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OMB warns agencies to limit employee incentives during sequestration

| Apr 8, 2013 | Employee Rights

As sequestration continues, the Office of Management and Budget (OMB) issued instructions to federal agencies to limit incentive awards for employees and warned them to not attempt to shift money within their budgets to “soften the impact of sequestration.”

The memo expands on a previous memo that had ordered agencies to limit their hiring, travel and other related spending. It instructed them to not issue “discretionary monetary awards” which it specified as including, annual performance awards and other awards. Agencies will need to be sensitive to how they handle these issues, to prevent employees from filing Merit Systems Protection Board (MSPB) actions. It notes agencies “should not” issue monetary awards unless “legally required.” Collective bargaining agreements that govern some awards are included in this legally required group.

This new memo also warns that a wide variety of other incentives should be used “only on a highly limited basis” and where they are “necessary and critical” for the agency’s mission. This includes items like quality step raises, some travel incentives, student loan repayments, recruitment, retention and relocation incentives and time-off awards.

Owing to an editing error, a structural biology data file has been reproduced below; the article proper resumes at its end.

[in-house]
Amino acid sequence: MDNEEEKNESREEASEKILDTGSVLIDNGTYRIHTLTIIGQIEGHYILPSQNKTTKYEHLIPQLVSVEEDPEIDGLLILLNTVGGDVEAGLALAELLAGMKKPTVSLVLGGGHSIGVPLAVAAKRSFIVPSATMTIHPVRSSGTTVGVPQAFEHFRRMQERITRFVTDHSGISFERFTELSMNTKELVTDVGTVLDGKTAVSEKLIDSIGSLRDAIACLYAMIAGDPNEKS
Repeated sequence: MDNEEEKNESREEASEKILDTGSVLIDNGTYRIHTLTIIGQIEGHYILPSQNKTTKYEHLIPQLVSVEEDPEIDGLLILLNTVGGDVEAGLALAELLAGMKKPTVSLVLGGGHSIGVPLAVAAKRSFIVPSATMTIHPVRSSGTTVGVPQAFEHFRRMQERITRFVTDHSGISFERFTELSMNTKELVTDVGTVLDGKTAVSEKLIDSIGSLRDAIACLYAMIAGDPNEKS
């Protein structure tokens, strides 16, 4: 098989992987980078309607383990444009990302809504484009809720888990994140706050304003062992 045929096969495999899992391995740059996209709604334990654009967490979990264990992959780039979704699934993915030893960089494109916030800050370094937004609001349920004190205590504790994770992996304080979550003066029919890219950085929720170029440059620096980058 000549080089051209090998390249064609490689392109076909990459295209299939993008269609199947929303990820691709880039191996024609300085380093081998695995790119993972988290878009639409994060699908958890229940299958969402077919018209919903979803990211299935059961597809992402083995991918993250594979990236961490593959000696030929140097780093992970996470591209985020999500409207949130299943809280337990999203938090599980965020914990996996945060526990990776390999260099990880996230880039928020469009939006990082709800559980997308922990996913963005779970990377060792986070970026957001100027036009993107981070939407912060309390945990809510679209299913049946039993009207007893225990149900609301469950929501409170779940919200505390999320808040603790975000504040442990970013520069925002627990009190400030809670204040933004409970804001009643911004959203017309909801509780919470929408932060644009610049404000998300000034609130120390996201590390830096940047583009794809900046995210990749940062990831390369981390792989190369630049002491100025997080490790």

OMBs instructions emphasize that agencies should “to minimize the negative impact of sequestration on core mission priorities.” For employees, one potential concern is that managers can us this discretion in ways that could have a disparate impact on some workers, while using the cover of sequestration as the justification for their decision.

Agencies that are authorized to use some of their reserve funds are cautioned to not compromise long-term operations. Given the broad impact of sequestration on all federal agencies, we are currently in uncharted waters and if you have questions or concerns regarding activities within your agency, contact an attorney familiar with federal employment law.

Source: The Washington Post, “OMB clamps down on federal employee awards,” Eric Yoder, April 5, 2013

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